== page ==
In this classic episode, Dennis explains the importance of searching bags before transporting the subject. Recorded on 07/21/2017.

Related Links:

State V. Oyenusi 2006 – If you have an arrest with bags or items that may contain contraband you must search them contemporaneously with the arrest so close in time and location that they may be considered “connected units of an integrated incident and part of one single transaction.”

Must not be remote in time or place.

Once the property is not immediately associated with the person under arrest a search of the property cannot be done as incident to arrest (you will need consent or a warrant). Handcuffs first are OK.

https://caselaw.findlaw.com/nj-superior-court-appellate-division/1380703.html?fbclid=IwAR1Ct1JjDQYqrWXFBAYCW-8xM5bsR09bKg-E77e4-KF7jC6Yi-3XVIhzYkI

State v. Bradleyhttps://www.leagle.com/decision/1996792291njsuper5011756

State v Mahoney 1988 – This is the case that ruled that station house inventory searches are illegal. It is also noted that defendant did not consent to the inventory search nor was he given the opportunity of making other arrangements for the safekeeping of his suitcase and briefcase.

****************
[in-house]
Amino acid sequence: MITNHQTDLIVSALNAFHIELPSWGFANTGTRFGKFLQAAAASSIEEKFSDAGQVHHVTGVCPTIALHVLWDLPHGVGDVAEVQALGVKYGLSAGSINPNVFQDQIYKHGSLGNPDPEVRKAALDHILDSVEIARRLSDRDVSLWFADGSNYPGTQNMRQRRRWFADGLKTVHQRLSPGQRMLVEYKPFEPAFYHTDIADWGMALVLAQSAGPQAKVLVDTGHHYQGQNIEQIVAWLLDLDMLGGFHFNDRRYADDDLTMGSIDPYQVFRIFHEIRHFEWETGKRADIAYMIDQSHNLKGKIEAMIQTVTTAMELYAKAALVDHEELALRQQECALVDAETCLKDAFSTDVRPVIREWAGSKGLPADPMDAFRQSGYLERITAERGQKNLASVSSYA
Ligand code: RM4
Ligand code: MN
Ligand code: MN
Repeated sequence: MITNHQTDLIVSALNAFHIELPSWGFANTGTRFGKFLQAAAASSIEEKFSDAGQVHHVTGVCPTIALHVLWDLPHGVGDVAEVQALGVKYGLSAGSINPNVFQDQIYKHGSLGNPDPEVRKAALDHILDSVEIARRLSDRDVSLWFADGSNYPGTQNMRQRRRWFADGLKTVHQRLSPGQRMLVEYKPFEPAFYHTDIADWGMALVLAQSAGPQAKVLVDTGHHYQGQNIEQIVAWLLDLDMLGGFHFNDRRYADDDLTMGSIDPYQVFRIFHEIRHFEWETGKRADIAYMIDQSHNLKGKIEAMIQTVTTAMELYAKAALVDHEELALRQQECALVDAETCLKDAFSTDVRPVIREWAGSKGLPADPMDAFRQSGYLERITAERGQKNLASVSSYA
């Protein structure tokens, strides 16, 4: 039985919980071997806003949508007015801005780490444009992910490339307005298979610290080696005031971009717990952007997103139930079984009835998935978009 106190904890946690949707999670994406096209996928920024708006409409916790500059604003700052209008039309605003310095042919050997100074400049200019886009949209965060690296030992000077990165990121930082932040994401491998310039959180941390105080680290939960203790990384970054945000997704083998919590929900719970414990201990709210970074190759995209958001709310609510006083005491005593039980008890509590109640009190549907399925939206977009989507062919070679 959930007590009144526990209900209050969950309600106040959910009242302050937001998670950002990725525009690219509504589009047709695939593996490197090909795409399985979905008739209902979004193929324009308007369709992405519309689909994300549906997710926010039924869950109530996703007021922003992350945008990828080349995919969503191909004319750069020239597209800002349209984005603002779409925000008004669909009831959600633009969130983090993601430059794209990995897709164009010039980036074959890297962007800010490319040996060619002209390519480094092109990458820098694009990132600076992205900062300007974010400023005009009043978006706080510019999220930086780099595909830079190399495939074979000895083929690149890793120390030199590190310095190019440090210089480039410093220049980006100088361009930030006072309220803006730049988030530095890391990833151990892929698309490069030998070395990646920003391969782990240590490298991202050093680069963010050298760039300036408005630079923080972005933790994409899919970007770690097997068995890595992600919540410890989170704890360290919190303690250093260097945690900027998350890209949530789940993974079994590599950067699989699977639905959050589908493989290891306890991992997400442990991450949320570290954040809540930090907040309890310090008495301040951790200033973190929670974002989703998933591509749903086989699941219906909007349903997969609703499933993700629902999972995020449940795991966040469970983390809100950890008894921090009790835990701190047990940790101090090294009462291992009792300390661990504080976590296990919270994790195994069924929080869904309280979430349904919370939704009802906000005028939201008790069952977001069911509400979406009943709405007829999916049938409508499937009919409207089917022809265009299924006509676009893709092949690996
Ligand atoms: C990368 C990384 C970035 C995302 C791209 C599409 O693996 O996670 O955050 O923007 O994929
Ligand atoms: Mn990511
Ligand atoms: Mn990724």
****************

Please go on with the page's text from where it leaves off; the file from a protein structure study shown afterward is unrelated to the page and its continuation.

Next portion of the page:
https://law.justia.com/cases/new-jersey/appellate-division-published/1988/226-n-j-super-617-0.html

State v.Mangold – The Court concluded that “[a]bsent consent or alternative security provisions, an inventory may not be undertaken.” Mangold, 82 N.J. at 587.

https://www.leagle.com/decision/198065782nj5751384

State v. Padilla (1999) – It is improper to search and inventory the personal property of an arrestee without first affording the arrestee the opportunity to consent to the search or the opportunity to make other arrangements for the disposition of personal property.

https://caselaw.findlaw.com/nj-superior-court-appellate-division/1348854.html?fbclid=IwAR3dNvqoMHUlIYqEQlnD5U4f6AJKcsqs8475pYcYwMnKMFKPo4uOuegtQxQ